I have started looking into CPAP machines. My insurance offers a very limited range with co-pay:
One European model:
  • Loewenstein-Weinmann Prisma SMART
And a few Chinese models
  • BMC ResSMART G2S A20
  • BMC ResSMART GII
  • XIAONIU SA100A
Any of the above would cost me ~ $150

I may be able to get special approval for a Resmed AirSense 10 AutoSet, for an additional $300. Is this the favored model on this forum, or is it the "brick"?

Any advice about how to decide whether the Resmed is worth the extra money over the Prisma?
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#6
RE: Positional Apnea and hesitant about CPAP
If tracking your data is important to you, then try to get the Resmed AirSense 10 AutoSet. Only paying $300 for that would be an absolute bargain here in the US.

As far as I know, OSCAR does not support the other models you listed.
OpalRose
Apnea Board Administrator
http://www.ApneaBoard.com

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#7
RE: Positional Apnea and hesitant about CPAP
(08-16-2022, 08:17 AM)EddyDee Wrote: OK, I guess that I will still need to avoid sleeping supine even once I start CPAP therapy, is that correct?

I think once you're on CPAP therapy you can sleep in any position you want. My pre-CPAP total AHI was 30 with my supine at 58. Now my total AHI is almost always less than one.
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#8
RE: Positional Apnea and hesitant about CPAP
The Loewenstein-Weinmann Prisma SMART is a well regarded machine, and there is software to monitor your results in our private files area, so I think it would be a very good choice, even if it is not as well known in North America as the ResMed AirSense 10 AutoSet.
Apnea Board Monitors are members who help oversee the smooth functioning of the Board. They are also members of the Advisory Committee which helps shape Apnea Board's rules & policies. Membership in the Advisory Members group does not imply medical expertise or qualification for advising Sleep Apnea patients concerning their treatment.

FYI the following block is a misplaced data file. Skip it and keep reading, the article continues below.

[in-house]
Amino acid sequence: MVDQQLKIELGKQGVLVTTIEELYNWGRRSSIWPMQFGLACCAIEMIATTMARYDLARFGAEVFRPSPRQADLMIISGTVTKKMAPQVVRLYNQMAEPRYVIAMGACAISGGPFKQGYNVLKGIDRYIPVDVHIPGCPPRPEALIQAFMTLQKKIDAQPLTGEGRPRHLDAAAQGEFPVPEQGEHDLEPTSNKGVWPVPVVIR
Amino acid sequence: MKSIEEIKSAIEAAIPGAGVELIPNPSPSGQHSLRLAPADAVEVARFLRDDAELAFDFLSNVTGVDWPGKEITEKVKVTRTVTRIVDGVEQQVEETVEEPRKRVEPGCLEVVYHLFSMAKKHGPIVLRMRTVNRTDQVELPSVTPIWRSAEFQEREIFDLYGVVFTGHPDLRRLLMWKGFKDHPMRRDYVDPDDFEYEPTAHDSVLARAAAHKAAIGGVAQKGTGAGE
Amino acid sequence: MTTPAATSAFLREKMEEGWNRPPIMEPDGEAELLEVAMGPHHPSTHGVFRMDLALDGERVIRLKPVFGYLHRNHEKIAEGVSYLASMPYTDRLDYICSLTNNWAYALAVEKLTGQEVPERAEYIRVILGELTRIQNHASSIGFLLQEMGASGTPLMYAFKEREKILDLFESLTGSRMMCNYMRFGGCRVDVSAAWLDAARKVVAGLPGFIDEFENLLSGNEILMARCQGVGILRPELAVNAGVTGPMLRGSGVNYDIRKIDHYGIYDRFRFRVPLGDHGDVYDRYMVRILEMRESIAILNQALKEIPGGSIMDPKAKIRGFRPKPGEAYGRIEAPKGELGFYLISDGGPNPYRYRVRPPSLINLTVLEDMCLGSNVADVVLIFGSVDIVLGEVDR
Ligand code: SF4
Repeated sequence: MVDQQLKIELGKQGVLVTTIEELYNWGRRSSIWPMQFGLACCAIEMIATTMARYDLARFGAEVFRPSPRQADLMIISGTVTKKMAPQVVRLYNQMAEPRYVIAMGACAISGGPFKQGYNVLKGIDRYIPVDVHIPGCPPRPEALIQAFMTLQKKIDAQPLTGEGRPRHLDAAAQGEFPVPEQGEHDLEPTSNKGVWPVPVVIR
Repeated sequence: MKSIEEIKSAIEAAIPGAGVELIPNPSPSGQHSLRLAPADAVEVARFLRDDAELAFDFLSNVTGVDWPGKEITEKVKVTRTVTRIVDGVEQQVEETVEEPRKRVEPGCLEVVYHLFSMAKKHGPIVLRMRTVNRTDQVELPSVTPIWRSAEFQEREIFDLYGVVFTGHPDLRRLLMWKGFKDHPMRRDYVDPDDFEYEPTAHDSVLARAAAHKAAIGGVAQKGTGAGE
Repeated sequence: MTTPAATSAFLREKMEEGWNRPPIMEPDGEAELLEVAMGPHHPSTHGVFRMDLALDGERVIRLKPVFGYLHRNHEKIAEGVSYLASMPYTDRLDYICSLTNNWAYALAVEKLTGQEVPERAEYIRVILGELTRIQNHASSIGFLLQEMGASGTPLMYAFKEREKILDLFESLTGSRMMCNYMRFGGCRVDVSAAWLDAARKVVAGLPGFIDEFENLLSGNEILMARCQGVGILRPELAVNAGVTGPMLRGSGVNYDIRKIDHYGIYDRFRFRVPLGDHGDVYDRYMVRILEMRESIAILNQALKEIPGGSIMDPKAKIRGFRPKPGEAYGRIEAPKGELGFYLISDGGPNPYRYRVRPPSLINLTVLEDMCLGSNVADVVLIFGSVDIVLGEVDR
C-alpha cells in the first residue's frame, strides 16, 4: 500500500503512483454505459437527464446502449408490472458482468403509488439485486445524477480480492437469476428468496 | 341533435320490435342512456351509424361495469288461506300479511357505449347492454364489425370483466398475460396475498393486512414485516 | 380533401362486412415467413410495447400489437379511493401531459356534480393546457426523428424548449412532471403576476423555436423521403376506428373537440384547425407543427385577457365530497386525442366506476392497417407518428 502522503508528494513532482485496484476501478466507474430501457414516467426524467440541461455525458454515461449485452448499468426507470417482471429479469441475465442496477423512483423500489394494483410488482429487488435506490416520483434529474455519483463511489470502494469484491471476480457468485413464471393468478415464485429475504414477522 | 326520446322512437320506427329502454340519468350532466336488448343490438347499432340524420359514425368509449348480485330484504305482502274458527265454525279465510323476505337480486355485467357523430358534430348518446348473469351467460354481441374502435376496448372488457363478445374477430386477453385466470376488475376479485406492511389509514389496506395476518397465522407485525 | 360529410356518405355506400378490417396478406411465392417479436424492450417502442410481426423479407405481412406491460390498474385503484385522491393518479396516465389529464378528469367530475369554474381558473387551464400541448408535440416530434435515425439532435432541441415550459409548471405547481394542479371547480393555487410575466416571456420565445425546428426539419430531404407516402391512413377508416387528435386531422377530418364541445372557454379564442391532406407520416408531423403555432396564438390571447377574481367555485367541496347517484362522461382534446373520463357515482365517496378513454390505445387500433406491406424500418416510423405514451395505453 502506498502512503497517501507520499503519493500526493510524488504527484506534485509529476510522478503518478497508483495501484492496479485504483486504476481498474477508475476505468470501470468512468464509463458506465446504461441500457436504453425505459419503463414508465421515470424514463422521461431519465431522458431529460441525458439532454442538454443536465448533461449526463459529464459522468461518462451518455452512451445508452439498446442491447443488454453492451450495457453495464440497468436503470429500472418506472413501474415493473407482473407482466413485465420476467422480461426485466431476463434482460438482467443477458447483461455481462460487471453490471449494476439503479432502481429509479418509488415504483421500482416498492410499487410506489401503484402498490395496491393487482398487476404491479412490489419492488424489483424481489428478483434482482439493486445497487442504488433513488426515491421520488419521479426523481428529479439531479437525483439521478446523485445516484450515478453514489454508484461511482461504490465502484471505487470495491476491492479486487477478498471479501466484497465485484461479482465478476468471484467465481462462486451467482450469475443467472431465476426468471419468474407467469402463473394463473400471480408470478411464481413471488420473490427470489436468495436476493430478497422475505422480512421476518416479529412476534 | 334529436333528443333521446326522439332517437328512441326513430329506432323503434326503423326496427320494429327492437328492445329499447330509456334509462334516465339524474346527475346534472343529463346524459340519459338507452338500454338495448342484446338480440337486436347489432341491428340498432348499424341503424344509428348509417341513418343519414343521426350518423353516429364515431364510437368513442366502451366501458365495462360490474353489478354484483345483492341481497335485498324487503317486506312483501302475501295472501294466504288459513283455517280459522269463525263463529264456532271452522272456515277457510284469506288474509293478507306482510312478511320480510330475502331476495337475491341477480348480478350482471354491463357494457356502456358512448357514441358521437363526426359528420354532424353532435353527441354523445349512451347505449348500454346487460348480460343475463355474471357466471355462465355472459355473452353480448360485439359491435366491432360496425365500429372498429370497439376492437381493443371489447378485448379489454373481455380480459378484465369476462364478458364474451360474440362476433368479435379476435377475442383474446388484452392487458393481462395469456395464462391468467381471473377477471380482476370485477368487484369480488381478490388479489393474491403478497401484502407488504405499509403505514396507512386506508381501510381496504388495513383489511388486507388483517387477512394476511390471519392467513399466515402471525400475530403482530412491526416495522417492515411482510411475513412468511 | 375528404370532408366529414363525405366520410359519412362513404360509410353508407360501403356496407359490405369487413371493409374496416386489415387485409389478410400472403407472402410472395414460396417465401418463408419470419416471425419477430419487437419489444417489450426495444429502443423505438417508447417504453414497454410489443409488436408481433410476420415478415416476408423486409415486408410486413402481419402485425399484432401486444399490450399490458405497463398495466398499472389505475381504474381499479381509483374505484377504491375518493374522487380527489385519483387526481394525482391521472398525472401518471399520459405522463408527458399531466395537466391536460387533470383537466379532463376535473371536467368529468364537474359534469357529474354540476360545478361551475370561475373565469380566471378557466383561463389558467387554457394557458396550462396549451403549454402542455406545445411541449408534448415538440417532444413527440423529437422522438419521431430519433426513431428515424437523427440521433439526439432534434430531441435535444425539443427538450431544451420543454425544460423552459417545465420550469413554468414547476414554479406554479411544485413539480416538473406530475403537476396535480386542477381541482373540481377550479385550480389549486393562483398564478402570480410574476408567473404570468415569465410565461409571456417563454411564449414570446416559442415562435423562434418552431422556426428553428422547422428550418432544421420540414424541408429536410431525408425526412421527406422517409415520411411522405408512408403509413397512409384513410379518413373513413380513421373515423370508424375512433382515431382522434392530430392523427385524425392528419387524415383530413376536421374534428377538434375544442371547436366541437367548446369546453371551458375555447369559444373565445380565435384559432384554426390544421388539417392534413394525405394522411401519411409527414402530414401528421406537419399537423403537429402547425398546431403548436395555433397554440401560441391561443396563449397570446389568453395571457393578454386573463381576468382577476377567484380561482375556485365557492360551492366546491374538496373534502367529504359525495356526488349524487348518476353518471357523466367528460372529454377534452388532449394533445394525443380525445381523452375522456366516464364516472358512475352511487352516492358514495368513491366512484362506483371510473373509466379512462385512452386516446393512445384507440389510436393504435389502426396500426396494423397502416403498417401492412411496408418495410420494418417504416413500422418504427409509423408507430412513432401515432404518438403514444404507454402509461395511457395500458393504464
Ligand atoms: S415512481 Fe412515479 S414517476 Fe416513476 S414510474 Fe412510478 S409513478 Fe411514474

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#9
RE: Positional Apnea and hesitant about CPAP
Hey,
I am following the CPAP therapy. CPAP therapy is the best solution for your OSA treatment. But in my last visit, my GP advised me to practice some physio exercises that help to reduce the episodes of apnea. Physical therapy intervened in treating OSA like an aerobics method for weight loss. The regular physio exercises for OSA result in the fitness of cardiorespiratory, daytime sleeping, and effectiveness of sleep. In mild cases, tongue exercise would be significant progress. Better to try a CPAP along with this.
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#10
RE: Positional Apnea and hesitant about CPAP
I scheduled a week-long trial of Resmed Airsense 10 Autoset for this Wednesday.
I don't know what masks they will offer me, but I heard mention of Swift Fx and BMC P2, both of which seem to be nasal pillows.

What questions should I ask them when I go in to start the trial?

What should I look out for when deciding is this machine/mask is right for me?

Thanks!